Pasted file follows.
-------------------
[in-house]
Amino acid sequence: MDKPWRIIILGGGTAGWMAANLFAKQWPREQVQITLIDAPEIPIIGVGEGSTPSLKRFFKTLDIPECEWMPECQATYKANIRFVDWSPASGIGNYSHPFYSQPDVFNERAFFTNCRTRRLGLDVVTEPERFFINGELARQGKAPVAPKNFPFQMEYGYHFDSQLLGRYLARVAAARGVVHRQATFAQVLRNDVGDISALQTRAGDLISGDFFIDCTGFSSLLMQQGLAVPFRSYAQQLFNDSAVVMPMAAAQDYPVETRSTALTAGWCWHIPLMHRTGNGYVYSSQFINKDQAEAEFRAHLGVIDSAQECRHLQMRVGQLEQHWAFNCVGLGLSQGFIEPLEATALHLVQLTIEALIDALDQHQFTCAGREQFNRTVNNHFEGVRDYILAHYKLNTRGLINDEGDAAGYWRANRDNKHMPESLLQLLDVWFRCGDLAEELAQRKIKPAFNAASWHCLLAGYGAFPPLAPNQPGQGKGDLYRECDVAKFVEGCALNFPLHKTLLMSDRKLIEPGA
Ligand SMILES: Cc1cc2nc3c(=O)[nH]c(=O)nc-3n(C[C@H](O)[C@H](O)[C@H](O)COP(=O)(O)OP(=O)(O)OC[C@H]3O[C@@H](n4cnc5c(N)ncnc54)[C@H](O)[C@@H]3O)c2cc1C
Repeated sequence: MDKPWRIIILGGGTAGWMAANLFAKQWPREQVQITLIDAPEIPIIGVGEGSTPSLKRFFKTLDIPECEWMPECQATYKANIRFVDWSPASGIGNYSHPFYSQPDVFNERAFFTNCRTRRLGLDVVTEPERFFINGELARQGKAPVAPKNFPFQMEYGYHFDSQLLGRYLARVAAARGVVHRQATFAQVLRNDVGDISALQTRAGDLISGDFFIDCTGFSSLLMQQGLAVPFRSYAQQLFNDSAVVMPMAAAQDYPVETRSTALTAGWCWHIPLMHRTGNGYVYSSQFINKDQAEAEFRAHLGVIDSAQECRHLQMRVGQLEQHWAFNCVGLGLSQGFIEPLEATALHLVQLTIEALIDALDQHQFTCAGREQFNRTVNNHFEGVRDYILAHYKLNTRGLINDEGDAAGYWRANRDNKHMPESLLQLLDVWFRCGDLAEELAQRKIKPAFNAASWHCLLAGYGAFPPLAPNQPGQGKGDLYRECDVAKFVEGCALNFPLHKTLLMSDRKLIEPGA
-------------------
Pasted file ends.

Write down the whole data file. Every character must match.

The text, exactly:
[in-house]
Amino acid sequence: MDKPWRIIILGGGTAGWMAANLFAKQWPREQVQITLIDAPEIPIIGVGEGSTPSLKRFFKTLDIPECEWMPECQATYKANIRFVDWSPASGIGNYSHPFYSQPDVFNERAFFTNCRTRRLGLDVVTEPERFFINGELARQGKAPVAPKNFPFQMEYGYHFDSQLLGRYLARVAAARGVVHRQATFAQVLRNDVGDISALQTRAGDLISGDFFIDCTGFSSLLMQQGLAVPFRSYAQQLFNDSAVVMPMAAAQDYPVETRSTALTAGWCWHIPLMHRTGNGYVYSSQFINKDQAEAEFRAHLGVIDSAQECRHLQMRVGQLEQHWAFNCVGLGLSQGFIEPLEATALHLVQLTIEALIDALDQHQFTCAGREQFNRTVNNHFEGVRDYILAHYKLNTRGLINDEGDAAGYWRANRDNKHMPESLLQLLDVWFRCGDLAEELAQRKIKPAFNAASWHCLLAGYGAFPPLAPNQPGQGKGDLYRECDVAKFVEGCALNFPLHKTLLMSDRKLIEPGA
Ligand SMILES: Cc1cc2nc3c(=O)[nH]c(=O)nc-3n(C[C@H](O)[C@H](O)[C@H](O)COP(=O)(O)OP(=O)(O)OC[C@H]3O[C@@H](n4cnc5c(N)ncnc54)[C@H](O)[C@@H]3O)c2cc1C
Repeated sequence: MDKPWRIIILGGGTAGWMAANLFAKQWPREQVQITLIDAPEIPIIGVGEGSTPSLKRFFKTLDIPECEWMPECQATYKANIRFVDWSPASGIGNYSHPFYSQPDVFNERAFFTNCRTRRLGLDVVTEPERFFINGELARQGKAPVAPKNFPFQMEYGYHFDSQLLGRYLARVAAARGVVHRQATFAQVLRNDVGDISALQTRAGDLISGDFFIDCTGFSSLLMQQGLAVPFRSYAQQLFNDSAVVMPMAAAQDYPVETRSTALTAGWCWHIPLMHRTGNGYVYSSQFINKDQAEAEFRAHLGVIDSAQECRHLQMRVGQLEQHWAFNCVGLGLSQGFIEPLEATALHLVQLTIEALIDALDQHQFTCAGREQFNRTVNNHFEGVRDYILAHYKLNTRGLINDEGDAAGYWRANRDNKHMPESLLQLLDVWFRCGDLAEELAQRKIKPAFNAASWHCLLAGYGAFPPLAPNQPGQGKGDLYRECDVAKFVEGCALNFPLHKTLLMSDRKLIEPGA